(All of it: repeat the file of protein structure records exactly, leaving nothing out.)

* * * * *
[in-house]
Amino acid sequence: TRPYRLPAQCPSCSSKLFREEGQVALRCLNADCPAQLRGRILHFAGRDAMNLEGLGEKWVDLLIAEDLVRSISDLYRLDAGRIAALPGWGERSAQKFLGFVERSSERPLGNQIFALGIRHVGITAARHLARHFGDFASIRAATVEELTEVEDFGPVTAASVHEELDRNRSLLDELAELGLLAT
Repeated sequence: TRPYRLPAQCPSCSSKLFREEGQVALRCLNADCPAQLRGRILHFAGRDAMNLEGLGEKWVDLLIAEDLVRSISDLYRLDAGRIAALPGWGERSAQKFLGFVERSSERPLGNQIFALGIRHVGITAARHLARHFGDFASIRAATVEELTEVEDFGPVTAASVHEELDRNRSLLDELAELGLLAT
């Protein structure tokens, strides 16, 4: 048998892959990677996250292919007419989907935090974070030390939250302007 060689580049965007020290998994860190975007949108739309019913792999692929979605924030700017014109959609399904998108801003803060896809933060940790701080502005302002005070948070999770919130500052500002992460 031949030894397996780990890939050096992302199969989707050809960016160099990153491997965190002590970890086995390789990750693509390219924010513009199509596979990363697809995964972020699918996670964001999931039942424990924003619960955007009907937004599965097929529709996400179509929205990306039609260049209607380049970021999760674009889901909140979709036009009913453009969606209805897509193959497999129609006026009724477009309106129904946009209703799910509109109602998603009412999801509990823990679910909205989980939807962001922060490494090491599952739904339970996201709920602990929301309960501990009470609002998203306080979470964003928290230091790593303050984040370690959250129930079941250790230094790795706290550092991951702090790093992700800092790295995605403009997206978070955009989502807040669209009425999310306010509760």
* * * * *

[in-house]
Amino acid sequence: TRPYRLPAQCPSCSSKLFREEGQVALRCLNADCPAQLRGRILHFAGRDAMNLEGLGEKWVDLLIAEDLVRSISDLYRLDAGRIAALPGWGERSAQKFLGFVERSSERPLGNQIFALGIRHVGITAARHLARHFGDFASIRAATVEELTEVEDFGPVTAASVHEELDRNRSLLDELAELGLLAT
Repeated sequence: TRPYRLPAQCPSCSSKLFREEGQVALRCLNADCPAQLRGRILHFAGRDAMNLEGLGEKWVDLLIAEDLVRSISDLYRLDAGRIAALPGWGERSAQKFLGFVERSSERPLGNQIFALGIRHVGITAARHLARHFGDFASIRAATVEELTEVEDFGPVTAASVHEELDRNRSLLDELAELGLLAT
């Protein structure tokens, strides 16, 4: 048998892959990677996250292919007419989907935090974070030390939250302007 060689580049965007020290998994860190975007949108739309019913792999692929979605924030700017014109959609399904998108801003803060896809933060940790701080502005302002005070948070999770919130500052500002992460 031949030894397996780990890939050096992302199969989707050809960016160099990153491997965190002590970890086995390789990750693509390219924010513009199509596979990363697809995964972020699918996670964001999931039942424990924003619960955007009907937004599965097929529709996400179509929205990306039609260049209607380049970021999760674009889901909140979709036009009913453009969606209805897509193959497999129609006026009724477009309106129904946009209703799910509109109602998603009412999801509990823990679910909205989980939807962001922060490494090491599952739904339970996201709920602990929301309960501990009470609002998203306080979470964003928290230091790593303050984040370690959250129930079941250790230094790795706290550092991951702090790093992700800092790295995605403009997206978070955009989502807040669209009425999310306010509760």